Carl, a journalist about to lose his job, has just lost his long-time girlfriend. He is assigned to write a story about his family Christmas. Certain that brother Michael, a doctor, is the family favorite, Carl longs to work his way up the family food chain.
Michael works hard at keeping his secrets hidden, a task that becomes increasingly difficult when Jill, who is prone to very shrill fits of hysteria, shows up and reveals that, contrary to family belief, they have been separated for months.
Stacy, who announces she is a lesbian, seems the most level-headed of the group, her only worry is that her partner still has not come out to her parents.
Uncle Bob, the uninvited guest, is by far the most obnoxious. He hangs over Mom and consumes any alcohol available, becoming increasingly loud and unsteadily boorish.
Running neck-in-neck with Bob as the most embarrassingly crude guest is the blowsy family matriarch. Grandma, who manages to interject sex and her participation in many varieties with many partners no matter what the situation being discussed, is more like a porno senior than a proper matron. She gives “advice” loudly and in the most graphically crude terms and delights in demonstrating her up-to-date persona by twerking (if you don’t know what this is, check with Taylor Swift).
There is no doubt that the entire cast is pulling out all the stops, with good taste definitely not a consideration. This, I have to acknowledge, is a difficult thing to do, especially when family and friends are sitting right under your nose, so congratulations to cast and director Megan Chandler for letting inhibitions fly. I must attribute the emphasis on tastelessness to the author, Phil Olson, and wonder if the comedy would be lessened if the crass element was downplayed.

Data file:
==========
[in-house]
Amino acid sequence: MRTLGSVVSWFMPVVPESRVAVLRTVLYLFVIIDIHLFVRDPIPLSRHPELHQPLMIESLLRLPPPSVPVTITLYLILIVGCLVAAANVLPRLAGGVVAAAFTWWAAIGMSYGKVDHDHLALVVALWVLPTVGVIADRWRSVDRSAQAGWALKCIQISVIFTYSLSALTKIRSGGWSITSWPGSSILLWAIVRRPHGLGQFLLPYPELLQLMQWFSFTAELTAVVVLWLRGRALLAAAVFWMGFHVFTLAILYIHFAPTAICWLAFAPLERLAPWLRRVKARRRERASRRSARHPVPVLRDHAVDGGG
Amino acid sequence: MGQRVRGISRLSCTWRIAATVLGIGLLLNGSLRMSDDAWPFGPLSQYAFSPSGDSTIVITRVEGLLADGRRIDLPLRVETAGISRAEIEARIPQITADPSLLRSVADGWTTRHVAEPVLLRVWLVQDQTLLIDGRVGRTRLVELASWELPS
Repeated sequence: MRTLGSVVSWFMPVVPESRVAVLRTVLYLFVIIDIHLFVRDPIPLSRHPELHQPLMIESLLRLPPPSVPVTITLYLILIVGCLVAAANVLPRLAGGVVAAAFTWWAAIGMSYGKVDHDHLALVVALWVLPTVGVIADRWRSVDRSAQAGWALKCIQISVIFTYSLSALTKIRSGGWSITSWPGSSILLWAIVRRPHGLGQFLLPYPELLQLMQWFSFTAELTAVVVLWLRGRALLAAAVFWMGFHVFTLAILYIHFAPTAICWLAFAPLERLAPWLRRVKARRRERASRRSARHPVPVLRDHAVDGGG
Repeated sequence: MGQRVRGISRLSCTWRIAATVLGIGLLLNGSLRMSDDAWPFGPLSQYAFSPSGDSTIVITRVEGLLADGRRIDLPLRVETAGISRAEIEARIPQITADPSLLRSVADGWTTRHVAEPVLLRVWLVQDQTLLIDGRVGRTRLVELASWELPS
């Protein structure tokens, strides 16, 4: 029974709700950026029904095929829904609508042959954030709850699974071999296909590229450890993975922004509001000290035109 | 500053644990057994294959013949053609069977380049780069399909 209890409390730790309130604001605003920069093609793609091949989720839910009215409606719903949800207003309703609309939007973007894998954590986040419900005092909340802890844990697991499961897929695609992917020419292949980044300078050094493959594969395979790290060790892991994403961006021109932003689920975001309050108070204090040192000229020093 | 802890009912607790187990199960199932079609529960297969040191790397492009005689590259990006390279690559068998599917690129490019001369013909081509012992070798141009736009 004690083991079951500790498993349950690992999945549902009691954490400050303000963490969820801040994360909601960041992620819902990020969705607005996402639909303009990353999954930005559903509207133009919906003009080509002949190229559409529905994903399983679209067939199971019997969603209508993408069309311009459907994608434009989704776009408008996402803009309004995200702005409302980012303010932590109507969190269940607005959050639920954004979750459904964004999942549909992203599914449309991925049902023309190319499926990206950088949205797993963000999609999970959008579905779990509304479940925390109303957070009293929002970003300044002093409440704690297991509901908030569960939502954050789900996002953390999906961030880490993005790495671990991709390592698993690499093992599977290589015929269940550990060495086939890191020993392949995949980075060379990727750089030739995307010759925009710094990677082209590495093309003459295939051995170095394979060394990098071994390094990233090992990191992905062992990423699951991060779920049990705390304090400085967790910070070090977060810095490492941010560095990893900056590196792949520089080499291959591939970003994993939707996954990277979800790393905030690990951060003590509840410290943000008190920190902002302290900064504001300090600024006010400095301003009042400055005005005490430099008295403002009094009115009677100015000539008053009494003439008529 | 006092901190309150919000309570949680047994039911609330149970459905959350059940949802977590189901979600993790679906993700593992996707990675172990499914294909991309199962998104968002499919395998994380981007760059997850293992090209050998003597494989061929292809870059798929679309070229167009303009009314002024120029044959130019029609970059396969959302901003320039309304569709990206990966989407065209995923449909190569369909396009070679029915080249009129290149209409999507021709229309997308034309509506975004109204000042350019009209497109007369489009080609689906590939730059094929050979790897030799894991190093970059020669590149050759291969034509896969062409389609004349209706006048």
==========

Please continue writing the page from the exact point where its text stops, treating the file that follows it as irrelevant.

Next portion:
Of course, by the final blackout everyone has become full of the real Christmas spirit and there is love all around. It’s kinda too little too late.
There is one big bright holiday star in the Warner Studio Theatre, however. It is Jeff Barack’s warm and wonderful set, bright and cheery and full of the season. To make it even cheerier, the program contains a recipe for Jack (Daniels) Bourbon Balls. Having a few before curtain time might help put you in the mood!
“A NICE FAMILY CHRISTMAS” plays through Dec. 15 in the Barbara K. Warner Studio Theatre, 403 N. Main St. Scheduled performances are sold out but an additional one has been added. For time and reservations, ca;; (574) 234-1112 weekdays.